I stood still in the shadows on the poop. We were drawing slowly past the stern of the Spaniard, and O'Brien's voice answered in English:
“We are picking up a boat of ours that's gone adrift with a man. Have you seen anything of her?"
"No—confound you and your boat."
Of course those forward knew nothing of my being on board. The man who had thrown me the rope—a passenger, a certain Major Cowper, going home with his wife and child—had walked away proudly, without deigning as much as to look at me twice, as if to see a man clamber on board a ship ten miles from the land was the most usual occurrence. He was, I found afterwards, an absurd, pompous person, as stiff as a ramrod, and so full of his own importance that he imagined he had almost demeaned himself by his condescension in throwing down the rope in answer to my despairing cries. On the other hand, the helmsman, the only other person aft, was so astounded as to become quite speechless. I could see, in the light of the binnacle thrown upon his face, his staring eyes and his open mouth.
The voice forward had subsided by then, and as the stern of the Spanish ship came abreast of the poop, I stepped out of the shadow of the sails, and going close to the rail I said, not very loud—there was no need to shout—but very distinctly:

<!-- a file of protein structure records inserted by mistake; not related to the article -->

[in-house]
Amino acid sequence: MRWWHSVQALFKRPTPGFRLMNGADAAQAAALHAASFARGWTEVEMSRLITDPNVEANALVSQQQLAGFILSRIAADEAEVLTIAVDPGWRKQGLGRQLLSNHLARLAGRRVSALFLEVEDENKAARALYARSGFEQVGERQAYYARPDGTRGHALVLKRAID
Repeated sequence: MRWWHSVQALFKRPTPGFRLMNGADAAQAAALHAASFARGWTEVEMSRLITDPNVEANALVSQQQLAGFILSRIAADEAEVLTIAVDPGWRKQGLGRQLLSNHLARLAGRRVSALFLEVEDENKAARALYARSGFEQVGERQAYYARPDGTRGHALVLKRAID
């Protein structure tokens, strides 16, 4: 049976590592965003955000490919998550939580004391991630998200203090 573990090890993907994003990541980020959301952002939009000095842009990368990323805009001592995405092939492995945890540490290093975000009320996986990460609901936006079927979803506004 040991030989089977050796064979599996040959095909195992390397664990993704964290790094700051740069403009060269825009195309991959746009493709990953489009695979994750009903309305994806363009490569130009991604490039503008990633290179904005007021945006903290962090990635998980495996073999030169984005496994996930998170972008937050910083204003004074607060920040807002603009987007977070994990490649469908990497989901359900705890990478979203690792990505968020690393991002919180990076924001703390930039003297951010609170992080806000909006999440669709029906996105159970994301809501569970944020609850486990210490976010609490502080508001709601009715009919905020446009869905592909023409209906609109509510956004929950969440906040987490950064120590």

"I am out of your clutches, Mr. O'Brien, after all. I promisi: you that you shall hear of me yet."
Meanwhile, another man had come up from forward on the poop, growling like a bear, a short, rotund little man, the captain of the ship. The Spanish vessel was dropping astern, silent, with her sails all black, hiding the low moon. Suddenly a hurried hail came out of her.
"What ship is this?"
"What's that to you, blank your eyes? The Breeze, if you want to know. What are you going to do about it?" the little skipper shouted fiercely. In the light wind the ships were separating slowly.
"Where are you bound to?” hailed O'Brien's voice again.
The little skipper laughed with exasperation, "Dash your blanked impudence. To Havana, and be hanged to you. Anything more you want to know? And my name's Lumsden, and I am sixty years old, and if I had you here, I would put a head on you for getting in my way, you— '